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BACA explains why Illegal Charter has to end



For 70 years BACA - The Air Charter Association has represented the interests of licensed air carriers, professional charter brokers and a whole myriad of specialists working in the charter industry.

For most of those 70 years the Association has been fighting a battle to educate the general public about illegal charters and what the difference is between them and legal commercial air transport with Air Operator Certificate holders.

Nick Weston, BACA’s Chairman says: “To the average traveller, if someone in a pilot’s uniform meets you at the bottom of the aircraft steps, then you’ll generally take it at face value that everything about that flight is safe, legal and compliant.

"For those of us in the charter industry, we all know and recognise that there is a monumental difference between an aircraft being operated by a pilot-manager and one being operated within the boundaries of a professional AOC structure.

"If you are paying for a charter flight, take the simple option, use a professional charter broker and choose a commercial aircraft operating on an AOC.”

BACA believes that considerable confusion arises amongst both pilots and passengers about where the boundary of legality lies. But Dave Edwards, the Association’s CEO continues: “We still need to get away from the term ‘grey charter’ - implying that, in some way, it’s legal. In the vast, vast majority of cases, aviation law is very clear and charter flights are either legal or illegal.”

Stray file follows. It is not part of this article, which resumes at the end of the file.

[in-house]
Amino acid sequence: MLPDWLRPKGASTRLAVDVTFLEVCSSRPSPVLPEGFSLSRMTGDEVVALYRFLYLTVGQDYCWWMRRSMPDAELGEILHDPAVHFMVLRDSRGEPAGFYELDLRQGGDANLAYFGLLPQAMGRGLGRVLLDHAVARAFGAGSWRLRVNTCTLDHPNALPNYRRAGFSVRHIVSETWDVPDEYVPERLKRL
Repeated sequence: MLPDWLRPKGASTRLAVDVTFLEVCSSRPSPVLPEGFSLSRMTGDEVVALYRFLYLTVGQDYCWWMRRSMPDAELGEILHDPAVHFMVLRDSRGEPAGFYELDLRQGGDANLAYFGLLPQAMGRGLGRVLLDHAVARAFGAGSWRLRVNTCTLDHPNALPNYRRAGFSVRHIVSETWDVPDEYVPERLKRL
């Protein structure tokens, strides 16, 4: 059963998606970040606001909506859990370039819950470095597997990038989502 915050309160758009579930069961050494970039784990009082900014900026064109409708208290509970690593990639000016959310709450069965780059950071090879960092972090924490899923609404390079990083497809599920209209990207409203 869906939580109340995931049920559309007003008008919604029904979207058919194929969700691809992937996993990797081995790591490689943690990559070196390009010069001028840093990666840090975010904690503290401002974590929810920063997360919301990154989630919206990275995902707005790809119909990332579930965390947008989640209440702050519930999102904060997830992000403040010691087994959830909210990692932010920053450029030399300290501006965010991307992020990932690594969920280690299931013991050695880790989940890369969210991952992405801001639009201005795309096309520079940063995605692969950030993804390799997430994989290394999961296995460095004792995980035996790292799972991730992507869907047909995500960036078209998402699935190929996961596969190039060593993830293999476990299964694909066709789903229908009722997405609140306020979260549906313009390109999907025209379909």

AOC regulations are far stricter than those covering private flight operations. Air crew are subject to more regular training and checks, the flights take place within a regulatory environment where there are substantially more layers of oversight, and fully supported by safety and compliance structures, designed to minimise risk as much as possible.

AOC holders employ hundreds of thousands of people throughout Europe and worldwide, providing well paid, skilled roles across all sections of society. An illegal charter flight not only risks lives, it risks jobs and livelihoods in a sector which complies with the law and operates professionally and honourably.

BACA is campaigning with Regulators throughout Europe on strong enforcement action to be taken against those people breaking the law and is spearheading a fresh campaign to help educate the travelling public about the dangers of illegal aircraft charter.

BACA membership at an all time high level

In further news, BACA reports that its Membership has hit a record high, with more than 250 companies now part of the Association.

The number has increased significantly in the last year as BACA has established itself as the "global voice" of the air charter industry. At the end of 2018 the number of members stood at 236 but the first three months of 2019 saw a rapid increase in new members, taking the number past 250, yet again the highest number of members in BACA's history. The Association has recently taken a very active stance on illegal charters and this combined with a strong portfolio of events has led to the steep rise in new membership.

BACA recently held its annual Spring lunch which saw the largest number of guests ever in attendance. The situation bodes well for the Association as 2019 marks 70 years since it was first established and we are holding a special event to mark the occasion on 4th July.

Speaking about the record number of members Chairman Nick Weston said "this is a significant step forward for the Association, we always knew that 250 members was an objective we would like to meet but to achieve it in our 70th year is very satisfying. We are working hard to ensure that the authorities are aware of our stance on illegal charters and we have seen some significant progress in combating the issue. The more members we have the greater the global influence we have when speaking with the relevant authorities."

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BlueSky Business Aviation News | 30th May 2019 | Issue #512


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